Endocrinology

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Author:
ncrook
ID:
208612
Filename:
Endocrinology
Updated:
2013-05-03 02:29:11
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Posterior Pituitary Adrenal Glands
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Posterior Pituitary, Adrenal Glands
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  1. What hormones are released by the posterior pituitary?
    Antidiuretic hormone (ADH) - also known as vasopressin and oxytocin
  2. What is the function of ADH?
    • Controls water homeostasis by affecting the permeability of the collecting tubules of the kidney and enhancing water resorption, making urine more concentrated and the blood more dilute
    • Raises blood pressure by stimulating musculature of arterioles and capillaries
    • Affects uterine contraction
    • Promotes intestinal muscle contraction
  3. What causes an increase level of ADH?
    • Syndrome of inappropriate ADH secretion (SIADH) - no known stimulus for the release
    • Small cell carcinoma of the lung
    • CNS disease
    • Pulmonary disease
    • Side effect of certain drugs
  4. What clinical conditions results in decreased levels of ADH?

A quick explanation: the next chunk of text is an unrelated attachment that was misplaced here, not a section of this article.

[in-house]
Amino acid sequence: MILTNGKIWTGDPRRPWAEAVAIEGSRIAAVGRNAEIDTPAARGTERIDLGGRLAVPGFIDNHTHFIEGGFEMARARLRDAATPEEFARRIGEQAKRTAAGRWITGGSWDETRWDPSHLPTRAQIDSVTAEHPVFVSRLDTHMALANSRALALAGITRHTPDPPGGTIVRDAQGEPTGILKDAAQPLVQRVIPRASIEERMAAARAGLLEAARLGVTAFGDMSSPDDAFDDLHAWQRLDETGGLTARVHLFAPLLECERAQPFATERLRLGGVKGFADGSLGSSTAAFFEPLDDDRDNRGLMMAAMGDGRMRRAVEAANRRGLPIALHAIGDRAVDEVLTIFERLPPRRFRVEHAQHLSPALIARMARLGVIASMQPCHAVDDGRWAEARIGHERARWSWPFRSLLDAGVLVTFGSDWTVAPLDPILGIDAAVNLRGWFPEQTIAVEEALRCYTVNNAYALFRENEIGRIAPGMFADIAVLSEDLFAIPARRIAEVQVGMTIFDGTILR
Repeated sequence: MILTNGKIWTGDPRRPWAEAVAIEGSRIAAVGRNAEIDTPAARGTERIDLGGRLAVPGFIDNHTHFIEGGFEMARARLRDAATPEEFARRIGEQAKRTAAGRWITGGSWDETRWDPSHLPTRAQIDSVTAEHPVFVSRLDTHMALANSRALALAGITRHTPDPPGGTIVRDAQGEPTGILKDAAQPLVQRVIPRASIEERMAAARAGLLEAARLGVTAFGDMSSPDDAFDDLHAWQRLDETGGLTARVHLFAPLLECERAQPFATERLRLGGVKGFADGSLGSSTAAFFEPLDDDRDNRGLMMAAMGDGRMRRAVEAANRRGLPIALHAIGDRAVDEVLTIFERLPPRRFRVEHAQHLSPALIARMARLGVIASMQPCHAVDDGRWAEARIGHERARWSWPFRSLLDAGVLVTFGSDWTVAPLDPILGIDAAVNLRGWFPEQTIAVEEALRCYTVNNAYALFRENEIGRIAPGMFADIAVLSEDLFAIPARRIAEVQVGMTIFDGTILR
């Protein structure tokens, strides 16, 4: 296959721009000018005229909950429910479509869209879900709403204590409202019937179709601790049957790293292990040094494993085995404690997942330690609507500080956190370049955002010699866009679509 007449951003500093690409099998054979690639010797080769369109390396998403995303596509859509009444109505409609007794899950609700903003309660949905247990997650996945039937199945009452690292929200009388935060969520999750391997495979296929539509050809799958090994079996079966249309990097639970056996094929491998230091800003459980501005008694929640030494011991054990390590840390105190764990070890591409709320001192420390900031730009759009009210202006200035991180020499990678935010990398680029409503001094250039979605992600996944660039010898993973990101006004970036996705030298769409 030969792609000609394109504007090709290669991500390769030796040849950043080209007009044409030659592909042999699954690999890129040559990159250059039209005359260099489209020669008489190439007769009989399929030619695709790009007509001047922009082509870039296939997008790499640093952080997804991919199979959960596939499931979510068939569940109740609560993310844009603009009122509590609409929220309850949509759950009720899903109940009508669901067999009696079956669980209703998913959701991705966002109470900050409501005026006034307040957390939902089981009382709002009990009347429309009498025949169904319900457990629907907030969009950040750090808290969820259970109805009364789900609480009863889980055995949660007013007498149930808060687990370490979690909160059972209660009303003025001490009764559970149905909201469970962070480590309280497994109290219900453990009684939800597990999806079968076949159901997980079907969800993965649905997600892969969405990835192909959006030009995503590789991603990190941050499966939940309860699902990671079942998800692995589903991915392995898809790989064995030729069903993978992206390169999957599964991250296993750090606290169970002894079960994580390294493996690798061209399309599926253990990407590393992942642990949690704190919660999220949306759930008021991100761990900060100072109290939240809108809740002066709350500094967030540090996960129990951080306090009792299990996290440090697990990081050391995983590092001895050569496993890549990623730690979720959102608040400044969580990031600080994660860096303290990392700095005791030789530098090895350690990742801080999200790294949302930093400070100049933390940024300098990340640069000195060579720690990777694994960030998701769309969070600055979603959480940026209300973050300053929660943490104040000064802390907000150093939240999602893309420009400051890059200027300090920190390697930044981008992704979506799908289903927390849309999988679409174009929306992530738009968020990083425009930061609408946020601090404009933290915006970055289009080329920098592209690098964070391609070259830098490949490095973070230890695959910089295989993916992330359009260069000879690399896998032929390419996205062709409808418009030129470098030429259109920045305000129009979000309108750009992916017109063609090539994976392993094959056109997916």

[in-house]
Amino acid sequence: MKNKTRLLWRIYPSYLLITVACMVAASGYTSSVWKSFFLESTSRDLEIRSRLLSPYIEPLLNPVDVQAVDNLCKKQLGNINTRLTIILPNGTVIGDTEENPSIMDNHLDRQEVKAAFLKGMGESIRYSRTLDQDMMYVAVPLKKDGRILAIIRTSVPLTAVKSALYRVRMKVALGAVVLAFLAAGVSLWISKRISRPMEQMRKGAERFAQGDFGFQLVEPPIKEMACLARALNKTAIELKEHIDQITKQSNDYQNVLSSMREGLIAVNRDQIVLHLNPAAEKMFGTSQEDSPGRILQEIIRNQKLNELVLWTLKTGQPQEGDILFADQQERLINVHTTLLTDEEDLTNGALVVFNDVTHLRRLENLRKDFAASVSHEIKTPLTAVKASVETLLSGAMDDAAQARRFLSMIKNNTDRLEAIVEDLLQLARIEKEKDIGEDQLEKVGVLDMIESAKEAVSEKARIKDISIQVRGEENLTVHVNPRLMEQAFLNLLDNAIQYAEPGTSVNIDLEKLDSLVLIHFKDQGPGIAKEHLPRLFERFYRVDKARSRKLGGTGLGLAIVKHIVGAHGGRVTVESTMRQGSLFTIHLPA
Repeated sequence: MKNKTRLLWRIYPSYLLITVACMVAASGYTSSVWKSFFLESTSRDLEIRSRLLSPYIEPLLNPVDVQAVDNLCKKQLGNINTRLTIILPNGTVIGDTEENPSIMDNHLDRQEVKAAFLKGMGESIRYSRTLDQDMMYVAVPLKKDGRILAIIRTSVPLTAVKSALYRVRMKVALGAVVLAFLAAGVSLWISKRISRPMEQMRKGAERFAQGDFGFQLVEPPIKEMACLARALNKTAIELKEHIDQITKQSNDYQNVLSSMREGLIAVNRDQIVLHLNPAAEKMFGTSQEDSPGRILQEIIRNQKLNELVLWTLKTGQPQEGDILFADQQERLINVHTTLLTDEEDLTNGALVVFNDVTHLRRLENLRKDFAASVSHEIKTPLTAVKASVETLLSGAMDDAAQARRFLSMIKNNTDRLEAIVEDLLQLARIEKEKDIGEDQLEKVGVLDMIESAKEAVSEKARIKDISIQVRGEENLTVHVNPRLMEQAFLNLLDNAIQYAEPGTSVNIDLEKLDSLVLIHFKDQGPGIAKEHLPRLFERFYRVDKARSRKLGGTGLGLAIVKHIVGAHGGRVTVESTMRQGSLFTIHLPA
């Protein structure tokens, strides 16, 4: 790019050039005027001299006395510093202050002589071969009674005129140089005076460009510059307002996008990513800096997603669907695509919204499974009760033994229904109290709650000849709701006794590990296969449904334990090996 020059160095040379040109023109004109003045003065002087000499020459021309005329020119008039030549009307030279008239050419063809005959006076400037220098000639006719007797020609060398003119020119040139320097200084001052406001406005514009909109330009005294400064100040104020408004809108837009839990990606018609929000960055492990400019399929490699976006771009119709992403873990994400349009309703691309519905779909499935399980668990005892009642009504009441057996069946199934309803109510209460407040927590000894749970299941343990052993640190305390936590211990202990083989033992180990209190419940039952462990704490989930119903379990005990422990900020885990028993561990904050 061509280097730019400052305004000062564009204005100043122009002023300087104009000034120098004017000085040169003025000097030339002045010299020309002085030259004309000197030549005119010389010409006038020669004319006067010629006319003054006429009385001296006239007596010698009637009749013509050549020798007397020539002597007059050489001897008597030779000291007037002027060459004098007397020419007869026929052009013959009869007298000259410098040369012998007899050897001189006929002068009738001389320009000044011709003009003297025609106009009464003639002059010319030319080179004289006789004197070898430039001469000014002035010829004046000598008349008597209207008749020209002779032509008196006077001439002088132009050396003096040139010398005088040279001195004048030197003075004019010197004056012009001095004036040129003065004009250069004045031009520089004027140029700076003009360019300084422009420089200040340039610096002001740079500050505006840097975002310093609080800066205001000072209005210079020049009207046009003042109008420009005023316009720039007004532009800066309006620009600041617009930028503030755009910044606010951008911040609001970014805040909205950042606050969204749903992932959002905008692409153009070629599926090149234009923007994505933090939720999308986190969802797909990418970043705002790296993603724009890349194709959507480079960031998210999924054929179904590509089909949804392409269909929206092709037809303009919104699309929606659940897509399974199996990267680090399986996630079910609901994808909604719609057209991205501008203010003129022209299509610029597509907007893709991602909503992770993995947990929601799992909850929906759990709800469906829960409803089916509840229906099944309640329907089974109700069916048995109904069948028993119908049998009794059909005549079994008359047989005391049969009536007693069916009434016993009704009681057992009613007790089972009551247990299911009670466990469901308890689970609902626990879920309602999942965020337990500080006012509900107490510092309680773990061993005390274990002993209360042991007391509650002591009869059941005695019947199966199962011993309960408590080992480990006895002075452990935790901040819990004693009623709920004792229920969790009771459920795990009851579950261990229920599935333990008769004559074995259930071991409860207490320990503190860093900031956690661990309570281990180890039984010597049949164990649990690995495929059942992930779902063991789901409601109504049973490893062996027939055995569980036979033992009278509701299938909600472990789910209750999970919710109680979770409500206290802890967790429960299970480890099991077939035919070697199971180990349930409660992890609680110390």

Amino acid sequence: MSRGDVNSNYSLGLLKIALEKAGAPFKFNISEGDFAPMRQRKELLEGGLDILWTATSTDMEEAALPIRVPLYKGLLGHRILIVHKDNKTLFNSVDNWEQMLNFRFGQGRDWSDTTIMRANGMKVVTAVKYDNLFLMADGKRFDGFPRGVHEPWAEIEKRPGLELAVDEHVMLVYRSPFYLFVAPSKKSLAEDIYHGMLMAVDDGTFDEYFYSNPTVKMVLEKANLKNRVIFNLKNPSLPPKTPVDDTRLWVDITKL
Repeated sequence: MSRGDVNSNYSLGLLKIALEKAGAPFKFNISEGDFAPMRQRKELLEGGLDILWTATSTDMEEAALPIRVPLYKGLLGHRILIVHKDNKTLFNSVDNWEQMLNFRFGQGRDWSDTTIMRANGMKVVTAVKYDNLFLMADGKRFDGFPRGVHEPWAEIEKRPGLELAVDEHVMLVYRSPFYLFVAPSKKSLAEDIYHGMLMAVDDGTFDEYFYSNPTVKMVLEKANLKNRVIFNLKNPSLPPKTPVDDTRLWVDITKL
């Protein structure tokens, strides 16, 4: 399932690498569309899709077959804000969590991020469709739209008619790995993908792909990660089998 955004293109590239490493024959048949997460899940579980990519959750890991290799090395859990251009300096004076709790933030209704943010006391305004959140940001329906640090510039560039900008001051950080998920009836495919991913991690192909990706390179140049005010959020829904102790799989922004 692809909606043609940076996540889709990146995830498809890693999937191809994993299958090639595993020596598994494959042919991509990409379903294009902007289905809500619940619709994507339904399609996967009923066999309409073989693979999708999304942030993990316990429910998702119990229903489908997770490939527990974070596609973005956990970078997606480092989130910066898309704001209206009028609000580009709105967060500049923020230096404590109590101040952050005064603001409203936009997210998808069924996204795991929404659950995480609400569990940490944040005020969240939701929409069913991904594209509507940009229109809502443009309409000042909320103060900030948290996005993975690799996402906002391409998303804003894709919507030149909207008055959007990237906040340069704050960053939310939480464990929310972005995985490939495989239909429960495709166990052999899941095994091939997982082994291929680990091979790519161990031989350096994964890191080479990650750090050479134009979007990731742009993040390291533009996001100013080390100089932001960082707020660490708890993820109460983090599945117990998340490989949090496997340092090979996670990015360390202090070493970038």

• Polyuria
    • Diabetes insipidus
    • Polydipsia
  5. What is the function of oxytocin?
    • Stimulates uterine contractions during childbirth
    • Causes the ejection of breast milk
  6. Name the 3 layers of the Adrenal cortex
    • Zona glomerulosa (outermost)
    • Zona fasciculata (2nd layer)
    • Zona reticularis (3rd layer)
  7. What does the zona glomerulosa secrete?
    • Mineralocorticoids
    • (Aldosterone is the major one)
  8. What does the zona fasciculata secrete?
    • Glucocorticoids
    • (Cortisol is the major one)
  9. What does the zona reticularis secrete?
    • Sex hormones
    • (principally the androgens)
  10. What is the inner portion of the adrenal gland?
    Adrenal medulla
  11. What does the adrenal medulla produce?
    • Amine hormones
    • (epinephrine and norepinephrine)
  12. What are collectively known as catecholamines?
    • Epinephrine
    • Norepinephrine
  13. What secretes the steroid hormones?
    Adrenal glands
  14. Name the 3 groups of steroid hormones
    • Mineralocorticoids
    • Glucocorticoids
    • Androgens
  15. What regulates salt balance?
    Mineralcorticoids
  16. What assists with carbohydrate metabolism?
    Glucocorticoids
  17. What is required for sexual function?
    Androgens
  18. What controls the retention of Na, Cl, and H2O, the excretion of K and H, and the amount of fluid in the body?
    Aldosterone
  19. What is aldosterone production controlled by?
    Renin-angiotensin system of the kidneys
  20. What is produced when there is a decrease in blood pressure or blood volume?
    Renin
  21. What is a protein that acts on angiotensinogen to produce angiotensin I?
    Renin
  22. What stimulates the secretion of aldosterone and is a potent vasoconstrictor?
    Angiotensin II
  23. What is the function of aldosterone?
    • Increase salt
    • Water conservation
    • Overall effect is vasoconstriction
  24. What is the reference range of aldosterone?
    • Adult supine: 3-16 ng/dL
    • Adult upright: 7-30 ng/dL
    • Levels are higher in the morning
  25. What is the clinical significance of hyperaldosteronism?
    • Primary hyperaldosteronism: adrenal disease (Conn syndrome)